- Remove the stems from the habanero, jalapeño, and ghost peppers. For a less spicy pepper relish, also remove the seeds and ribs (see note below on customizing the heat level). Coarsely chop the hot peppers.
- In a food processor (we usually use the largest of our Ninja containers), combine the habaneros, jalapeños, ghost peppers, roasted red peppers, and garlic. Pulse until evenly chopped but not finely minced or pureed (about 8 pulses, scraping the sides as needed between pulses – refer to the photo in our post).
- In a medium saucepan, combine the processed pepper mixture and all other ingredients.
- Bring to a gentle boil and reduce heat to about medium-low to maintain a simmer (adjusting heat setting as needed). Simmer, uncovered, until the pepper relish is reduced to your liking, keeping in mind that it will continue to thicken a little further as it cools. The exact time this will take can vary from one batch to the next, depending on the size of your pan and how closely you keep it to a simmer, but it will probably take about 45-65 minutes to achieve the consistency you see in my photographs. Also, if you choose to roast your own red peppers (see note below) instead of using jarred peppers, your pepper relish will probably thicken more quickly. (Note that how much you thicken your relish will affect the final yield of the recipe. I have a slightly different yield every time I make this hot pepper relish.)
- Remove from heat and cool completely before storing in the refrigerator or freezing. See serving suggestions in the post for lots of ideas on how to use this pepper relish.
Red peppers – using jarred or roasting your own: Don's original version of this recipe called for roasting your own red peppers. I tested the recipe using purchased, jarred roasted red peppers instead – to save time – and I was surprised how little difference it made in the final relish. If you have extra fresh red peppers on hand, feel free to roast your own according to the directions in our post above (you will need about two red peppers for this recipe). Otherwise, to save a step in recipe prep, simply purchase jarred peppers as directed in our ingredient list above.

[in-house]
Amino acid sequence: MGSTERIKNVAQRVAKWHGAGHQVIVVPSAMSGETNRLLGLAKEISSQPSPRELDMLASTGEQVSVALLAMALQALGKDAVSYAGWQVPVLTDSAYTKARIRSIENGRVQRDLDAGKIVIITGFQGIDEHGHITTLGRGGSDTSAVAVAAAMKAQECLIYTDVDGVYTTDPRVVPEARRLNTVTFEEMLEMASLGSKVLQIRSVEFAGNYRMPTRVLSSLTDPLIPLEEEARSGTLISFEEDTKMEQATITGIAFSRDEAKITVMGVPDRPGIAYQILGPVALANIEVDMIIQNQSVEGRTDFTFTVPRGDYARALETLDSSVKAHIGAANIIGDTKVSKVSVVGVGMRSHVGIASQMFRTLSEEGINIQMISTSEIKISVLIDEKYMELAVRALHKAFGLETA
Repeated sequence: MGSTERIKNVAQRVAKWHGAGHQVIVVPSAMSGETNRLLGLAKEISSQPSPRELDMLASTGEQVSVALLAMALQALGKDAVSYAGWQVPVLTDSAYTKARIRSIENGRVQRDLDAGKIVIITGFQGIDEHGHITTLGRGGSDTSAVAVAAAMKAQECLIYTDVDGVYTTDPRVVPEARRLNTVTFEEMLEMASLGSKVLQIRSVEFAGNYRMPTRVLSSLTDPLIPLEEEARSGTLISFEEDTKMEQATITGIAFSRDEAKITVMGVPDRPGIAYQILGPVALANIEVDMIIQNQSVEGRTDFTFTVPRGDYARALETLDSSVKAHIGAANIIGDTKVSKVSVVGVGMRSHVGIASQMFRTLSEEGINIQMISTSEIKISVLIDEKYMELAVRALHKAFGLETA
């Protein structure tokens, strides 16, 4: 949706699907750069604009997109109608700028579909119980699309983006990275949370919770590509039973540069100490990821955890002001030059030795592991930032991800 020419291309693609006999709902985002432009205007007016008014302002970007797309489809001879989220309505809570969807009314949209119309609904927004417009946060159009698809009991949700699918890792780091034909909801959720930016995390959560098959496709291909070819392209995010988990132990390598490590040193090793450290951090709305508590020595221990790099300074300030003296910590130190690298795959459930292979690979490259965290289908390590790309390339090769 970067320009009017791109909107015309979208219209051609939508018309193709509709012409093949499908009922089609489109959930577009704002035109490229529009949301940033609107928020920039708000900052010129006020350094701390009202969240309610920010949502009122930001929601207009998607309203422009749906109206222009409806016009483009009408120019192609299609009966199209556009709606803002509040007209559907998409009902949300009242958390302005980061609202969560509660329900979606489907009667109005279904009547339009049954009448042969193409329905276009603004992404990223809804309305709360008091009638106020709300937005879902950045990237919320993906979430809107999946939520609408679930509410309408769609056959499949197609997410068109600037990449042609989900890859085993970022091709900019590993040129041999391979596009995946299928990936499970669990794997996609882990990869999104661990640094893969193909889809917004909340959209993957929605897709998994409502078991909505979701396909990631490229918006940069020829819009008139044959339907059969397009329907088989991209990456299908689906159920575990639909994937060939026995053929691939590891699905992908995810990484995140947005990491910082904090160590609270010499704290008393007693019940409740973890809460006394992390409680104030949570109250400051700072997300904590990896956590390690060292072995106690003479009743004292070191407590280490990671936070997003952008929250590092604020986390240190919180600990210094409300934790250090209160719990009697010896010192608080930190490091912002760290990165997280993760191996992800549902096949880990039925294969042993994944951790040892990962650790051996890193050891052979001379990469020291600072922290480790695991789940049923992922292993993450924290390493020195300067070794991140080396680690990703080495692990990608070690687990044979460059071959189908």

Choosing jellies: When choosing your jellies, be sure to read ingredient labels to find the healthiest options possible, avoiding brands with lots of processed ingredients such as high-fructose corn syrup. Look for brands that use fruit juice as a sweetener or those that contain only all-natural ingredients. In the ingredient list above, we've linked to the jellies we use, so you can see what the labels look like when you head to the store - but your store may have different brands, so take a moment to read the labels.
Customize your heat: Hot peppers can vary a lot in their heat levels, so every batch of pepper relish you make will likely have a slightly different flavor and heat profile. However, a sure way to dial back the heat is to remove the seeds and internal ribs from the habanero, jalapeño and ghost peppers. Our test of this milder technique won huge raves from taste-testers and had noticeably less after-burn while still offering nice heat and great flavor.
Customize your flavors: As noted in the post, we've tested this recipe several ways to adjust the heat and also change up the flavors. It's very adaptable. For example, we tried swapping in peach preserves for the grape and red raspberry jellies, which resulted in a less intensely fruit-forward flavor, in which you could definitely taste a hint of peach. Feel free to try your own variations!
Freezing: This hot pepper relish freezes beautifully. I like to measure out 1/2-cup portions and spoon them into labeled, snack-size zipper bags, freezing each little baggie flat before placing them all together into a large freezer bag.
Vegan ingredient note: If it's important to you to be sure that this recipe is entirely vegan, be sure to use sugar that is processed in a vegan way (without using bone char). You can read more about that and find some brand recommendations HERE. Also, be sure that the jelly you purchase is made with fruit pectin (rather than the gelatin you may find used commonly in homemade jams and jellies). You can read more about that HERE.
Nutrition Information:Yield: 32 servings Serving Size: 1 tablespoon
Amount Per Serving: Calories: 36Total Fat: 0gSaturated Fat: 0gTrans Fat: 0gUnsaturated Fat: 0gCholesterol: 0mgSodium: 28mgCarbohydrates: 8gFiber: 0gSugar: 7gProtein: 0g
Nutrition information should be considered an estimate only, and may vary depending on your choice of ingredients or preparation. No guarantees are made regarding allergies or dietary needs. Always consult a physician or dietician for specific advice and questions.